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. Last Updated: 07/27/2016

A brief look at stories making headlines in the Russian-language press

April 29, 1998.


Today's CIS summit will decide the future fate of the Commonwealth of Independent States. Also covered in Kommersant Daily, Noviye Izvestia, Nezavisimaya Gazeta, and Komsomolskaya Pravda.

Russian President Boris Yeltsin and Kazakh President Nursultan Nazarbayev will sign an agreement on dividing the bed of the northern part of the Caspian Sea on another date (instead of today, as was agreed earlier) in the Kazakh capital of Akmola, where the Russian president will go for an official visit. The stand of other littoral states on the issue is also addressed. Also covered in Kommersant Daily.

Through its top-secret directive of Nov. 3, 1994, the government transferred 8.5 billion old rubles ($1.4 million) to the interior troops of the Interior Ministry for "special purposes" -- for paying the ransom for Russian POWs of the Chechen war. According to available documents, Interior Ministry commanders transferred the money to commercial banks. Former Interior Minister Anatoly Kulikov's knowledge of the matter is addressed.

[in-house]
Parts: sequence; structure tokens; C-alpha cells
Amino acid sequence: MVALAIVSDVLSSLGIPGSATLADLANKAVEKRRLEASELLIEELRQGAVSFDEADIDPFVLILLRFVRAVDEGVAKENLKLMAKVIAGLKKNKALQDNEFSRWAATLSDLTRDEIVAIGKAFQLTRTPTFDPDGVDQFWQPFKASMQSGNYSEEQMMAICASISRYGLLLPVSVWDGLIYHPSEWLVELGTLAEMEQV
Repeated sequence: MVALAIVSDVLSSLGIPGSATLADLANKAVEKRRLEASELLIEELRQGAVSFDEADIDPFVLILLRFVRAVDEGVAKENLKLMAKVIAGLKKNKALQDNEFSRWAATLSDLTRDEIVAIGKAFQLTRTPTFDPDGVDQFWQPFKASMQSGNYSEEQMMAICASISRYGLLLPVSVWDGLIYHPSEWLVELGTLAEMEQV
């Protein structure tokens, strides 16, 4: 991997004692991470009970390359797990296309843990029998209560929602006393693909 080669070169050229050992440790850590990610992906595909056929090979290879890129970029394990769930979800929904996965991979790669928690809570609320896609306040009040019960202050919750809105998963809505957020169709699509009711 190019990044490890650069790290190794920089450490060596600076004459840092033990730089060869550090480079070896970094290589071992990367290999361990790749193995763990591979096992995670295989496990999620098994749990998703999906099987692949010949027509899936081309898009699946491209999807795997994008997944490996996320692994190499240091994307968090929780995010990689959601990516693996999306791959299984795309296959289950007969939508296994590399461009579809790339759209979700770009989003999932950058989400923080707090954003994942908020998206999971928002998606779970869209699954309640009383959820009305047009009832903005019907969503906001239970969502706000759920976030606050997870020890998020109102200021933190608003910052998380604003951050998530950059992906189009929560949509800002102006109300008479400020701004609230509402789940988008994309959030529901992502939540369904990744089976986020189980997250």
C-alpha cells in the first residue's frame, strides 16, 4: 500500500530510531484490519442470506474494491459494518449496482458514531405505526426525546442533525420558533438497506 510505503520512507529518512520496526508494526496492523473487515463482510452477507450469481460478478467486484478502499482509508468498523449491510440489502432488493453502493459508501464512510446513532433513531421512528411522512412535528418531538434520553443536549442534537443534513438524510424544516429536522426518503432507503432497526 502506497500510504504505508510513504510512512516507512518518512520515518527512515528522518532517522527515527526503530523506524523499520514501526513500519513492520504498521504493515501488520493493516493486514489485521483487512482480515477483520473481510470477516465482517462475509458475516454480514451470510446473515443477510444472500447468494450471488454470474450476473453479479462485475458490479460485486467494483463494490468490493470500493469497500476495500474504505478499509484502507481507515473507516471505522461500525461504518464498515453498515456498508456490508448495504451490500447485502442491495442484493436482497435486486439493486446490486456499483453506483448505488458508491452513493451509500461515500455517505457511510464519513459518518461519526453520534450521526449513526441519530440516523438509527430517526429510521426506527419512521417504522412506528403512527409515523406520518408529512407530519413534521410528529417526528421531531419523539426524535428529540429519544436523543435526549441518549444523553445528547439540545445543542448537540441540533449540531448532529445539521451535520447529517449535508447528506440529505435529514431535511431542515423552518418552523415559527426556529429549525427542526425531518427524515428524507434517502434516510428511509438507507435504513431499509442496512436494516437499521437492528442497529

European Union foreign ministers have removed Russia from the list of states with a nonmarket economy. The effect of this significant decision on Russian exporters is discussed.

As recommended by the president, former Defense Minister Pavel Grachev has been appointed as chief military adviser to the state-owned company Rosvooruzheniye. Also covered in Kommersant Daily and Noviye Izvestia.

The ORT and ORT-Reklama board of directors has made a decision to remove all commercial ads on Victory Day, May 9.

Gazprom has bought a blocking package of stock in Promstroibank according to a statement Tuesday by the bank's chief, Yakov Dubenetsky.

The Federation Council on Tuesday approved a city building code. The provisions of the new code are discussed.

As it has turned out, Russian smokers with medium-size incomesprefer the "dirtiest" cigarettes. The story gives itemizes the brand names of such cigarettes.

The government approved on Tuesday the results of the bank competition for the right to service the presidential program State Housing Certificates program. The winners of the bid are announced. Also covered in Komsomolskaya Pravda.

The administration and labor union of subway construction company Mosmetrostroi warned the government that if it fails to find 900.6 million new rubles ($150 million) to pay wage arrears by May 1, metro builders will stage an indefinite strike. The possible consequences of such an action are addressed.